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What Weight Does My Own Physician’s Opinion Have In the SSD Disability Determination Process?

Virtually everyone has their own personal primary care physician or internist who may have been treating you and all the members of your immediate family for years. This relationship leads to this physician knowing you better than any other healthcare professional. This in turn often makes this physician in the best position to know whether or not you are suffering from a disabling condition and what your physical abilities truly are in the event that you are suffering from a disabling medical condition. This naturally leads to many people assuming that if their treating physician finds the person to be disabled, then the Social Security Administration (SSA) will automatically grant them benefits if they apply for Social Security Disability (SSD) benefits.

However, this is not necessarily the case. Under SSA rules relating to eligibility for SSD benefits, it is ultimately the SSA that determines whether an applicant for SSD benefits qualifies as having a disability. Treating physician opinions are only one piece of information that the SSA considers in making a decision as to an applicant’s application for benefits, and these are not determinative or binding one way or the other on the SSA on the question of whether someone meets SSD eligibility criteria in terms of having a disabling condition. This is one reason it is so important to have an experienced attorney like the attorneys of Kalfus & Nachman to place the opinion of your treating physician that you are disabled in the proper context for the SSA to improve your chances of qualifying for SSD benefits.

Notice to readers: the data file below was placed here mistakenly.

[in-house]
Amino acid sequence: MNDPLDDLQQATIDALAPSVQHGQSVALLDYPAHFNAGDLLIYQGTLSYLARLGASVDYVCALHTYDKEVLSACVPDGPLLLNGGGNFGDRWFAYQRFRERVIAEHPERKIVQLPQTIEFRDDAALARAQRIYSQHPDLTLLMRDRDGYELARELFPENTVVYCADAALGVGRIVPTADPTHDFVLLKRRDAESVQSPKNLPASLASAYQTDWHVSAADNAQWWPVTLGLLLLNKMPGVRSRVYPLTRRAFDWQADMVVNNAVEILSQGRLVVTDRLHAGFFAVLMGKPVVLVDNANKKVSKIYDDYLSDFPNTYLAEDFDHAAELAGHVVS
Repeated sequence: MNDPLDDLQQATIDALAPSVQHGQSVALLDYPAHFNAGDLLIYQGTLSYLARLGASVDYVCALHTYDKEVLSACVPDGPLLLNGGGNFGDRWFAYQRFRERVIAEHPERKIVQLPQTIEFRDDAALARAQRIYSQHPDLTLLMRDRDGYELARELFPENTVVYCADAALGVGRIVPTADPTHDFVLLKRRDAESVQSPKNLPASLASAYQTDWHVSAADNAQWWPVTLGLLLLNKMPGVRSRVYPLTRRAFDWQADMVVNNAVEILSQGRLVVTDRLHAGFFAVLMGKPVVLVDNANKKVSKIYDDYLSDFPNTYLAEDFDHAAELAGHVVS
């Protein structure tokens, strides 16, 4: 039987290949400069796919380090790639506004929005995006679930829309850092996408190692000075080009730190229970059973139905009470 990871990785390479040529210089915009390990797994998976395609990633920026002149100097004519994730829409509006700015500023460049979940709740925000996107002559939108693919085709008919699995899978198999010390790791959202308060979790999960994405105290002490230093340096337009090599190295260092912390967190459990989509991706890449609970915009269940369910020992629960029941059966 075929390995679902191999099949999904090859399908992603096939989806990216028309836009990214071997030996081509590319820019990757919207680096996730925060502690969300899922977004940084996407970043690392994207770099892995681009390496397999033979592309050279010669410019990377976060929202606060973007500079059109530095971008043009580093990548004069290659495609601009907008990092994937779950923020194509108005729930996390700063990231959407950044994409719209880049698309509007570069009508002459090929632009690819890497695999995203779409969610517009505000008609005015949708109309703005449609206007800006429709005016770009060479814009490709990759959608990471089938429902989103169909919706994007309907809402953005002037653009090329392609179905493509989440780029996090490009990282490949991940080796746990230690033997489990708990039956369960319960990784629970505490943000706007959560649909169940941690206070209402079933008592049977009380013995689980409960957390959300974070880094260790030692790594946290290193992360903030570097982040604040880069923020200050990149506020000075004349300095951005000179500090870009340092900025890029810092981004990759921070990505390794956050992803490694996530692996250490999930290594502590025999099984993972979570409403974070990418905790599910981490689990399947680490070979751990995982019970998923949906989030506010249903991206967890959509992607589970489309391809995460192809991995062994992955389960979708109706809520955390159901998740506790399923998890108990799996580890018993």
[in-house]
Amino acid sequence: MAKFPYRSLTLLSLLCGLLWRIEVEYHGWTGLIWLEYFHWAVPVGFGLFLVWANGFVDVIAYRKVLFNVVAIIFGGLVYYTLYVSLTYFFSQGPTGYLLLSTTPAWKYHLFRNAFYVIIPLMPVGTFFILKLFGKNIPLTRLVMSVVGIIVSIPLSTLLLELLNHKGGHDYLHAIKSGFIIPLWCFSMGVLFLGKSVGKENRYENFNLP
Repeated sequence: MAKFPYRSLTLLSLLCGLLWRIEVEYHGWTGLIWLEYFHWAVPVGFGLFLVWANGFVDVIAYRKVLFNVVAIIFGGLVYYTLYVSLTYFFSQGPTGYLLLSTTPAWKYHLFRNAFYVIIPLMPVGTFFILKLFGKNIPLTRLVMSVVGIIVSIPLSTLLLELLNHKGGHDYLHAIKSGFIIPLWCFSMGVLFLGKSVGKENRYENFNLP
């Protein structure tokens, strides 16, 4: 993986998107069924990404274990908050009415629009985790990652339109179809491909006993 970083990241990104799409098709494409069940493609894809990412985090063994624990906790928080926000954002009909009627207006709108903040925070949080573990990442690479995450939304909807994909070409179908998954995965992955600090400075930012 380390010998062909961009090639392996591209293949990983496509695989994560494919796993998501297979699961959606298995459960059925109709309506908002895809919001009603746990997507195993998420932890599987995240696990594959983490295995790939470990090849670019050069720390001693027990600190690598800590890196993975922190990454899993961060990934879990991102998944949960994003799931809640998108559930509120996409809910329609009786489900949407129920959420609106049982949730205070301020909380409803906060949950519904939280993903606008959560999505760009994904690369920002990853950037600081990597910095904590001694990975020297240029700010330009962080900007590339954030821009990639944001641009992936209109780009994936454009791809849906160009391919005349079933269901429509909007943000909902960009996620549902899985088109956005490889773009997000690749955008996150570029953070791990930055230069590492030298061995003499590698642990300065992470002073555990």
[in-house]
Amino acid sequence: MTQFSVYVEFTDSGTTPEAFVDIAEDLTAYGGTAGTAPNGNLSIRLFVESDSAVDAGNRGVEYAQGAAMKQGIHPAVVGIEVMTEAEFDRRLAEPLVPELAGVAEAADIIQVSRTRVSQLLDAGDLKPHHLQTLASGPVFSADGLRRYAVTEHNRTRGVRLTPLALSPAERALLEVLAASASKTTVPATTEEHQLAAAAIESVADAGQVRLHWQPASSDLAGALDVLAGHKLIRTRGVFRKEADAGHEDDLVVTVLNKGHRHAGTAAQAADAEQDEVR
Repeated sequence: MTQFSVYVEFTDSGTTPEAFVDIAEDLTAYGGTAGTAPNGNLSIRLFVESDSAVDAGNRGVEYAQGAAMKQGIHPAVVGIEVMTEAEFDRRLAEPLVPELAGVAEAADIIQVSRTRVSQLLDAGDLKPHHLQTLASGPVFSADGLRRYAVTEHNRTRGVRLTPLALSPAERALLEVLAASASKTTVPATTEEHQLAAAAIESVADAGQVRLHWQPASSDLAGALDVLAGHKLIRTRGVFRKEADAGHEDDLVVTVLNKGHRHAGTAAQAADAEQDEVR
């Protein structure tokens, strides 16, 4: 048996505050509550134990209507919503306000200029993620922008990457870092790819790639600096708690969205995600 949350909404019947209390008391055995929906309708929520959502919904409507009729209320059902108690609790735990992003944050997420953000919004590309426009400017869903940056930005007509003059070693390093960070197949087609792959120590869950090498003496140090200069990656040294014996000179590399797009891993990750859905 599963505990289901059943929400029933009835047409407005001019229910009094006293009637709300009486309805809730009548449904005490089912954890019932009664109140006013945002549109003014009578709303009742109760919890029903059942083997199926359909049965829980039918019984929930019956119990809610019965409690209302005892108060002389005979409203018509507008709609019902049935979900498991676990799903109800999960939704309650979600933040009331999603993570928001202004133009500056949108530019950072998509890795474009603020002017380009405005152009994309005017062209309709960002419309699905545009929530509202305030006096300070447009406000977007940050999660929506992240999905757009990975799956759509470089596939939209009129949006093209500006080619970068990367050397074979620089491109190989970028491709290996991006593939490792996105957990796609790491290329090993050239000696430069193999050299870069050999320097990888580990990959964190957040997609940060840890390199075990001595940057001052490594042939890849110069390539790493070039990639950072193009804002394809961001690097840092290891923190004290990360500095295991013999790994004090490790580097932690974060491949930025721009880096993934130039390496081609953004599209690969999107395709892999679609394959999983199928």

The Disability Determination Process and What Role Your Treating Physician Opinions Play in That Process

SSA ultimately makes the decision as to whether or not you meet the SSD definition of disabled or not. The SSD application form asks for every physician or healthcare professional you have seen for as far back as you can remember. SSA will then obtain your medical records from each of those treating healthcare professionals, but it also looks at other information than just your medical records in determining whether you are disabled or not for SSD purposes. SSA also will often have its own physicians perform assessments of you in order to determine whether they believe you meet the definition of disabled necessary to qualify for SSD benefits. However, SSA also will accept opinions from treating physicians as to whether or not you are disabled and what your functional capabilities are. Thus, the opinion of your own treating physician, while not dispositive of the question of whether or not you are disabled, is nonetheless an important source of information that can substantially assist your chances of being approved for SSD benefits.

Talk to The Experienced Social Security Disability Attorneys at Kalfus & Nachman

The experienced SSD attorneys at Kalfus & Nachman know how to place a treating physician opinion that one of our clients is disabled in the proper context for the SSA in order to increase the chances of a client’s application for SSD benefits being granted. If you live in the Norfolk, Hampton, Newport News, Portsmouth, Virginia Beach or Roanoke, Virginia, areas and need assistance determining if you qualify for the SSD benefits, what your expected monthly benefit would be if you qualify for benefits, filing your SSD application, or filing an appeal, please contact Kalfus & Nachman PC by phone at (855) 880-8163 or through the form on this page to schedule a free consultation.

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